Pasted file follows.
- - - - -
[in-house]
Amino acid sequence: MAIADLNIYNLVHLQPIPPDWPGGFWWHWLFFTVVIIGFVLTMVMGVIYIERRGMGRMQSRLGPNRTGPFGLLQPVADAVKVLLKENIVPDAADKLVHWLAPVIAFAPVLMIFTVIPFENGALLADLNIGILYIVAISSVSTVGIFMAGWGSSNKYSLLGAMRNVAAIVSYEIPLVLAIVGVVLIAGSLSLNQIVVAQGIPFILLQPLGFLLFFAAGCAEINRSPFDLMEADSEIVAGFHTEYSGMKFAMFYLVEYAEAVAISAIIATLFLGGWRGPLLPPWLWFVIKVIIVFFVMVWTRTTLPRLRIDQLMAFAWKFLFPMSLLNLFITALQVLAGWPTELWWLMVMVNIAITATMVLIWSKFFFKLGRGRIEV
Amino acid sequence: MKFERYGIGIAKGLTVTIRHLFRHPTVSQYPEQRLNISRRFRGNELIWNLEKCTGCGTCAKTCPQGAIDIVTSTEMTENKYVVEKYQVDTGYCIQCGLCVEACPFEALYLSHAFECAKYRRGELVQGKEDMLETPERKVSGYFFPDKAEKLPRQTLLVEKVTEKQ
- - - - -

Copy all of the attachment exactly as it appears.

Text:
[in-house]
Amino acid sequence: MAIADLNIYNLVHLQPIPPDWPGGFWWHWLFFTVVIIGFVLTMVMGVIYIERRGMGRMQSRLGPNRTGPFGLLQPVADAVKVLLKENIVPDAADKLVHWLAPVIAFAPVLMIFTVIPFENGALLADLNIGILYIVAISSVSTVGIFMAGWGSSNKYSLLGAMRNVAAIVSYEIPLVLAIVGVVLIAGSLSLNQIVVAQGIPFILLQPLGFLLFFAAGCAEINRSPFDLMEADSEIVAGFHTEYSGMKFAMFYLVEYAEAVAISAIIATLFLGGWRGPLLPPWLWFVIKVIIVFFVMVWTRTTLPRLRIDQLMAFAWKFLFPMSLLNLFITALQVLAGWPTELWWLMVMVNIAITATMVLIWSKFFFKLGRGRIEV
Amino acid sequence: MKFERYGIGIAKGLTVTIRHLFRHPTVSQYPEQRLNISRRFRGNELIWNLEKCTGCGTCAKTCPQGAIDIVTSTEMTENKYVVEKYQVDTGYCIQCGLCVEACPFEALYLSHAFECAKYRRGELVQGKEDMLETPERKVSGYFFPDKAEKLPRQTLLVEKVTEKQ